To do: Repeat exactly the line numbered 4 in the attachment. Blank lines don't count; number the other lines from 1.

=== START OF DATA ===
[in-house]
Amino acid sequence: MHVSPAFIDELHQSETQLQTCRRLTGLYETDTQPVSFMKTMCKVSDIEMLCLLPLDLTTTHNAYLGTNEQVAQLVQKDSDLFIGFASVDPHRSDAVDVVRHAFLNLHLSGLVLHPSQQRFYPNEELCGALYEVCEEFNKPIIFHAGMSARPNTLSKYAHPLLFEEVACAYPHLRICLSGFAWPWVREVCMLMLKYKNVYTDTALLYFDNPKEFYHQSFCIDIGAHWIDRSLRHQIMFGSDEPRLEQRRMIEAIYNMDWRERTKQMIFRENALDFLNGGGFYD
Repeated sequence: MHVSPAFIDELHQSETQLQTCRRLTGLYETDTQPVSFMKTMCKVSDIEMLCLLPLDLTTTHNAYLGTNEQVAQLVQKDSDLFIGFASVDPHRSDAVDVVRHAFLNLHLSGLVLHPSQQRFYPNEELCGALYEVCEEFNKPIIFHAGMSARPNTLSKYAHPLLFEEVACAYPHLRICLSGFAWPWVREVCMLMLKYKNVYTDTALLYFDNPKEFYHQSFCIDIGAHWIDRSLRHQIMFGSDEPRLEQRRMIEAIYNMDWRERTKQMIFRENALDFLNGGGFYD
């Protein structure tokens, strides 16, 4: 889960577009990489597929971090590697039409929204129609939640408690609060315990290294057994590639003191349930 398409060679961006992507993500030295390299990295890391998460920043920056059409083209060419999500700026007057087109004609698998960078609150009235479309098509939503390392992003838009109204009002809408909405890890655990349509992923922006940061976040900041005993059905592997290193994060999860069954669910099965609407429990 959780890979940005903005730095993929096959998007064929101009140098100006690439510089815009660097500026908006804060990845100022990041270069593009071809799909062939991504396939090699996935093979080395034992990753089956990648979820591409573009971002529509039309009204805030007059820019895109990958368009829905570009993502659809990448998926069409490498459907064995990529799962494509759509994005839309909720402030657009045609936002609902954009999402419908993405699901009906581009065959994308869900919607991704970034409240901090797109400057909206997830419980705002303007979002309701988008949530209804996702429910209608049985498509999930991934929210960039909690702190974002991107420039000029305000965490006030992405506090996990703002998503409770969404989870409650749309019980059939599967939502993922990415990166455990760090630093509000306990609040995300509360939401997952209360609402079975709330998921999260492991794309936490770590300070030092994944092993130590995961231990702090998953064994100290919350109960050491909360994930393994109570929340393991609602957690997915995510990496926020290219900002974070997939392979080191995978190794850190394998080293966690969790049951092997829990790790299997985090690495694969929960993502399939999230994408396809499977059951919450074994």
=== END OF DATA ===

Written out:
């Protein structure tokens, strides 16, 4: 889960577009990489597929971090590697039409929204129609939640408690609060315990290294057994590639003191349930 398409060679961006992507993500030295390299990295890391998460920043920056059409083209060419999500700026007057087109004609698998960078609150009235479309098509939503390392992003838009109204009002809408909405890890655990349509992923922006940061976040900041005993059905592997290193994060999860069954669910099965609407429990 959780890979940005903005730095993929096959998007064929101009140098100006690439510089815009660097500026908006804060990845100022990041270069593009071809799909062939991504396939090699996935093979080395034992990753089956990648979820591409573009971002529509039309009204805030007059820019895109990958368009829905570009993502659809990448998926069409490498459907064995990529799962494509759509994005839309909720402030657009045609936002609902954009999402419908993405699901009906581009065959994308869900919607991704970034409240901090797109400057909206997830419980705002303007979002309701988008949530209804996702429910209608049985498509999930991934929210960039909690702190974002991107420039000029305000965490006030992405506090996990703002998503409770969404989870409650749309019980059939599967939502993922990415990166455990760090630093509000306990609040995300509360939401997952209360609402079975709330998921999260492991794309936490770590300070030092994944092993130590995961231990702090998953064994100290919350109960050491909360994930393994109570929340393991609602957690997915995510990496926020290219900002974070997939392979080191995978190794850190394998080293966690969790049951092997829990790790299997985090690495694969929960993502399939999230994408396809499977059951919450074994």